Joe Biden and the dangers of posterity.
The Concierge of Decline
The Biden Administration serves up complacency in the face of deterioration.
Joe Biden’s handlers and media friends continue to delude nobody but themselves that his legacy will land him in the history books alongside FDR and LBJ as a beloved, era-defining Progressive hero. His supposedly moderate priorities—infrastructure, family policy, and voting “rights”—have readily been exposed as deceitful partisanship and wasteful graft, and laden with power grabs so objectionable a senator of his own party had to distance himself to save face.
Further complicating his aspirational legacy, Biden is beholden to an eye-popping amount of dark money from leftist sources that propelled him to the White House in the first place. A careerist chameleon who knows the ultimate currency of the Washington favor economy is obedience to donors, he is obligated to indulge fringe priorities so repellent to the public that anti-police interest groups begged the White House to dial them back. Even with his public image plummeting from the self-made border crisis—now on pace to allow over 2 million illegal immigrants to enter and stay in the country every year—Biden acquiesced to bullying from activist groups (and NGOs whose lucrative business models depend on the public funding associated with high volumes of immigration) and raised the annual refugee cap.
As Biden’s early months lurched from one failure to stand up for our country to the next, it became clear that he is indeed era-defining, but not in the way his consiglieres would have hoped. Weak and negligent, derelict in the most basic duties a leader has to his people, licking ice cream to delight reporters as his homeland falls apart, Joe Biden is happily at your service as the concierge of decline.
The leader of the Free World routinely confounds the public with gibberish and outlandish assertions that the national press pretends not to notice. Last week, he attributed lower vaccination rates among black Americans to traumatic memories of “the Tuskegee Airmen,” apparently conflating the subjects of an infamous experiment conducted at the Tuskegee Institute with the squadron of World War II Army pilots. One day prior, he delivered a meandering disavowal of the Second Amendment, dismissing it as a gratuitous formality by insinuating the government could simply deploy “nuclear weapons” against rebellious armed citizens. The public, beseeched by the press to view Biden’s regime of managed decline as a return to normalcy, could be forgiven for wondering whether successful stewardship of a nation typically involves overt rationalizations for nuking one’s own citizens.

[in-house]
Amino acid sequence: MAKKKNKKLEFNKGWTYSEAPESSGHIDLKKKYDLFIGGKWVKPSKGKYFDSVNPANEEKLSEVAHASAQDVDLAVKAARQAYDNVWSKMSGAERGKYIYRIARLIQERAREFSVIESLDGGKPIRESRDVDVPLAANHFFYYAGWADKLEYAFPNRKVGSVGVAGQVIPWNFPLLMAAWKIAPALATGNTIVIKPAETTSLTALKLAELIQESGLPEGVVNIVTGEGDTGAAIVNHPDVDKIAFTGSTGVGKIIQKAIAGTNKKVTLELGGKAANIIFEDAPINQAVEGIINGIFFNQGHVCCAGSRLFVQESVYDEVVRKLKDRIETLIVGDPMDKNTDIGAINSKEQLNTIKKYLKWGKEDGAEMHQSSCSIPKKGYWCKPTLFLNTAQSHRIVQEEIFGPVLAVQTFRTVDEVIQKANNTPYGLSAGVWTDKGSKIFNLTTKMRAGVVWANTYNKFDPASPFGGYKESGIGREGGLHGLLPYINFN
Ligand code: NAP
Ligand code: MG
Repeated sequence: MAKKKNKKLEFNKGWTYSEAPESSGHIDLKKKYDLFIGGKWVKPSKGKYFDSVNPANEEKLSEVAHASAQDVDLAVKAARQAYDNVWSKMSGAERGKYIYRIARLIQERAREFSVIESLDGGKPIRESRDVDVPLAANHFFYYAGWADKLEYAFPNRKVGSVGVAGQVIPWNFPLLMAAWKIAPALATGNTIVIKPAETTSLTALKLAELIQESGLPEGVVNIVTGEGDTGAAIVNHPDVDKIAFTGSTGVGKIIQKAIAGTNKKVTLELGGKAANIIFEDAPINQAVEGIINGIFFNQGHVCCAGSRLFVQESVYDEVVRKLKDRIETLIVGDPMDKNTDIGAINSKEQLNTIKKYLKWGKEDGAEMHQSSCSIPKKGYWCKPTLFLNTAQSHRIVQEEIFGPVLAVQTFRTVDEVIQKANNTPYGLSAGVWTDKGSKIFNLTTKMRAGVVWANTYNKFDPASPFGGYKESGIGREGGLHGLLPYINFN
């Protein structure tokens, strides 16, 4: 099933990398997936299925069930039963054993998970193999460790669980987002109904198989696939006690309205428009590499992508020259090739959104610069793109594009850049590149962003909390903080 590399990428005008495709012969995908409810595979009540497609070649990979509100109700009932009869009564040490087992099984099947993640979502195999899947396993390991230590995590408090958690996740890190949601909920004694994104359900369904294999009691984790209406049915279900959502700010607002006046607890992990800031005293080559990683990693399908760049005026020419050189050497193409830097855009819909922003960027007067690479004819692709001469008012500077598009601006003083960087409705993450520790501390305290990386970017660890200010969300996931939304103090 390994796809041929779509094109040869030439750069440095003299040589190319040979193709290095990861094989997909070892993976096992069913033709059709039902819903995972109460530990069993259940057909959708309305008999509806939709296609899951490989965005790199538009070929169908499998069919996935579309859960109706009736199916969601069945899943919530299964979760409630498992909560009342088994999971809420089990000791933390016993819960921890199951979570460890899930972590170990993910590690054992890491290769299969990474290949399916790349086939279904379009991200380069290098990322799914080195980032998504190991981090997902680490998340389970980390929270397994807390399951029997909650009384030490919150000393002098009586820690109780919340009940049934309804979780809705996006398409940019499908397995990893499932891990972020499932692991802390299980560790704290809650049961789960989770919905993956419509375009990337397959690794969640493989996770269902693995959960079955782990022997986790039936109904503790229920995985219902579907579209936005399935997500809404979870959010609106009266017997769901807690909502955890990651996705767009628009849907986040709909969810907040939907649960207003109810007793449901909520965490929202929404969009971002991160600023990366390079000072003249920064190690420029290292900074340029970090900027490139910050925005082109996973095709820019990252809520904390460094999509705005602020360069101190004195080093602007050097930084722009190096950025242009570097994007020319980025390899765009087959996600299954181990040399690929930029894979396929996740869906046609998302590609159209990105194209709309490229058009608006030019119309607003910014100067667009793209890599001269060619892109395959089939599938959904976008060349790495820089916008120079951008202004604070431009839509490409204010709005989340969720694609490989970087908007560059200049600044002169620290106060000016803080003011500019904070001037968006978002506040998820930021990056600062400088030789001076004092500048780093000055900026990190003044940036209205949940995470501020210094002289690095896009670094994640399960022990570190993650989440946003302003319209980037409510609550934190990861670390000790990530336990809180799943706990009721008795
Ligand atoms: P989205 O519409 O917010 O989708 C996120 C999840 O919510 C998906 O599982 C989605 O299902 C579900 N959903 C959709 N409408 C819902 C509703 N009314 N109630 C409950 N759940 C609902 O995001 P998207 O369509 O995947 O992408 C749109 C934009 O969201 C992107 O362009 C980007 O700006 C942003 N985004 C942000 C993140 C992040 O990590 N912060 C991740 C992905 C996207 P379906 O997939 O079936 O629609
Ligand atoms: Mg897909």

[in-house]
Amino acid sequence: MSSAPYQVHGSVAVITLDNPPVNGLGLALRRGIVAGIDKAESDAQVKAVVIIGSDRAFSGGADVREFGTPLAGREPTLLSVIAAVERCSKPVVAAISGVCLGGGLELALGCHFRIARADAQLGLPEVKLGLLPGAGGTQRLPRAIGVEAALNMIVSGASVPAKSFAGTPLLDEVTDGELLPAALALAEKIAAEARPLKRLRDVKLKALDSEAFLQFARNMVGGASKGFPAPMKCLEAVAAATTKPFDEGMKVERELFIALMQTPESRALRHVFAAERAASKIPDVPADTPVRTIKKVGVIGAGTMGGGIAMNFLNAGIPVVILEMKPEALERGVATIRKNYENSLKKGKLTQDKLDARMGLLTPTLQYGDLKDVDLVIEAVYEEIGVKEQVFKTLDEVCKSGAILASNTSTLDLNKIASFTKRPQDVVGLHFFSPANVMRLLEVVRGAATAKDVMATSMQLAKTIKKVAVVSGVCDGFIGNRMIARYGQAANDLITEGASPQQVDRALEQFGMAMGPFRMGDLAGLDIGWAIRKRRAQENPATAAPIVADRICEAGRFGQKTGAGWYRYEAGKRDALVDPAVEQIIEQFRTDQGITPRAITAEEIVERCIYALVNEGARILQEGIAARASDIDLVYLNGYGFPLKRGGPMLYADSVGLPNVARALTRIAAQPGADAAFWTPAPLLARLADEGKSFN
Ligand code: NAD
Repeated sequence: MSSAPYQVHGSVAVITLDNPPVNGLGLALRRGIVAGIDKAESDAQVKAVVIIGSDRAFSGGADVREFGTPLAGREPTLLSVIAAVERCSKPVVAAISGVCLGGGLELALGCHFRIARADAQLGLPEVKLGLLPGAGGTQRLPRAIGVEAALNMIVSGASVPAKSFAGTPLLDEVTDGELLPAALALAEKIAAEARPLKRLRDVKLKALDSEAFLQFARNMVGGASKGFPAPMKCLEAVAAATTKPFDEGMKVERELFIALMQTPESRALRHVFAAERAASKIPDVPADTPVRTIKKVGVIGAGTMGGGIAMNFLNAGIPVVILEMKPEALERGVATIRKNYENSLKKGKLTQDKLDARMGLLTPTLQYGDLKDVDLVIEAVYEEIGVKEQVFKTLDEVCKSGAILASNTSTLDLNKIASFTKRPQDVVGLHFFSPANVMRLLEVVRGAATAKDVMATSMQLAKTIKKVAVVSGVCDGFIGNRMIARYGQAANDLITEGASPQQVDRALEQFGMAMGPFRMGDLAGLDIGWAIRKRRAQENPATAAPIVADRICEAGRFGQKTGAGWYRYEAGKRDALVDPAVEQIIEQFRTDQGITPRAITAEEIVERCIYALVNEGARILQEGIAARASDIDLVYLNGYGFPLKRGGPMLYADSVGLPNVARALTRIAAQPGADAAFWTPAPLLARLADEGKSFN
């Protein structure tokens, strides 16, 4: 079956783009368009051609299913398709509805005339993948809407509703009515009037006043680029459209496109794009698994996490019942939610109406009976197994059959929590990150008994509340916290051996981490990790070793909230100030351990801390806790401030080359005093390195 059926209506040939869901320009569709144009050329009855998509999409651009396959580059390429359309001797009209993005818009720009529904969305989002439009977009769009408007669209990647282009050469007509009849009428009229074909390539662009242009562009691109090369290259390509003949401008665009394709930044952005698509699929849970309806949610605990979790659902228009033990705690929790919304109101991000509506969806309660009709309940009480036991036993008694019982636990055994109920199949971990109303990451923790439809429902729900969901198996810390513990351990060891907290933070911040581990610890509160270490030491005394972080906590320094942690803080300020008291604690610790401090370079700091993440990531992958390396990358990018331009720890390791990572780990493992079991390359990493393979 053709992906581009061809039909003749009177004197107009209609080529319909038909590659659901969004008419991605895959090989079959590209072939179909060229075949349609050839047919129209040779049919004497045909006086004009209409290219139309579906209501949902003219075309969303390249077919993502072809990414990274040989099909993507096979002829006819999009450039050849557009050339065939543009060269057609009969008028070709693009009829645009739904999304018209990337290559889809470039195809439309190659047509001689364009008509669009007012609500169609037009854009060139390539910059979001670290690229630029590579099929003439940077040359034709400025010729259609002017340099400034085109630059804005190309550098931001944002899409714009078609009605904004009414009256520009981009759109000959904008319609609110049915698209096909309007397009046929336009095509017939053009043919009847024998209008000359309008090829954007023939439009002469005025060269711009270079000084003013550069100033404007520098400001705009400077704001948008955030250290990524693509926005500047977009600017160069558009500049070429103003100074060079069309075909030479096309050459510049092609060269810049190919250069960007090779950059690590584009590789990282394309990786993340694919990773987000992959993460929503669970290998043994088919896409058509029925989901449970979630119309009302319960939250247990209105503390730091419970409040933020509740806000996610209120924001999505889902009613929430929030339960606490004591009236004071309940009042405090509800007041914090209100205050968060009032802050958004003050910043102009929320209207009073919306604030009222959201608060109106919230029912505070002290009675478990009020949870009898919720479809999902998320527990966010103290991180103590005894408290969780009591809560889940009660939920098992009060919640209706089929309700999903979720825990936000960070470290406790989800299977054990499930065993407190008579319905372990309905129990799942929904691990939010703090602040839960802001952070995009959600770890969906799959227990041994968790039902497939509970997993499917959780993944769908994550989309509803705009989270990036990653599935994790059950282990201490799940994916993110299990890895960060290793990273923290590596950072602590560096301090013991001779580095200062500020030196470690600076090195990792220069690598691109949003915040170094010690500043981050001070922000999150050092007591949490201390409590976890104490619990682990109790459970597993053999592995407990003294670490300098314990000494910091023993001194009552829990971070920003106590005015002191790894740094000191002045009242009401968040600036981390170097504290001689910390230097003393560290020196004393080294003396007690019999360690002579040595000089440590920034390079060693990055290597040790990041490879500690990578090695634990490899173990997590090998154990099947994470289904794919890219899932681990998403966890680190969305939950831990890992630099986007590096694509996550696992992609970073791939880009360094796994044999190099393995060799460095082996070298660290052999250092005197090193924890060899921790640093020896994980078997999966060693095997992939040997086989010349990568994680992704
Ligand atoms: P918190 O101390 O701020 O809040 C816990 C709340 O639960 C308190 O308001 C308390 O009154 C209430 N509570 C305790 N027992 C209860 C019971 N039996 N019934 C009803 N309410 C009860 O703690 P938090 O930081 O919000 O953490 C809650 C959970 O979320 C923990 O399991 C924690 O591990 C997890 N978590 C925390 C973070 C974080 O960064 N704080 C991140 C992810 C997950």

Essential elements of nationhood, including our borders, rule of law, energy pipelines, and food supply chains are disintegrating. Biden routinely appears apathetic, croaking “no comment” when a cyberattack took 45 percent of the East Coast’s energy supply offline—a response so lethargic it may have emboldened the cybercriminals who downed countless American facilities operated by the world’s largest beef supplier a few weeks later. With a resource as crucial as the food supply at risk, and minimal discussion on how to guarantee protection from such threats in the future, the White House again responded in almost ludicrously diffident fashion, weakly insisting they were “delivering a message” to Russia that if the hackers originated with them, that was very naughty indeed. The diplomatic decorum of managed decline forbids advocating too vociferously for our country’s interests. As its primary practitioner, Biden travelled halfway across the world to meet Vladimir Putin at the G7, handing over a list detailing our critical infrastructure sectors and politely requesting that he be kind enough not to hack those.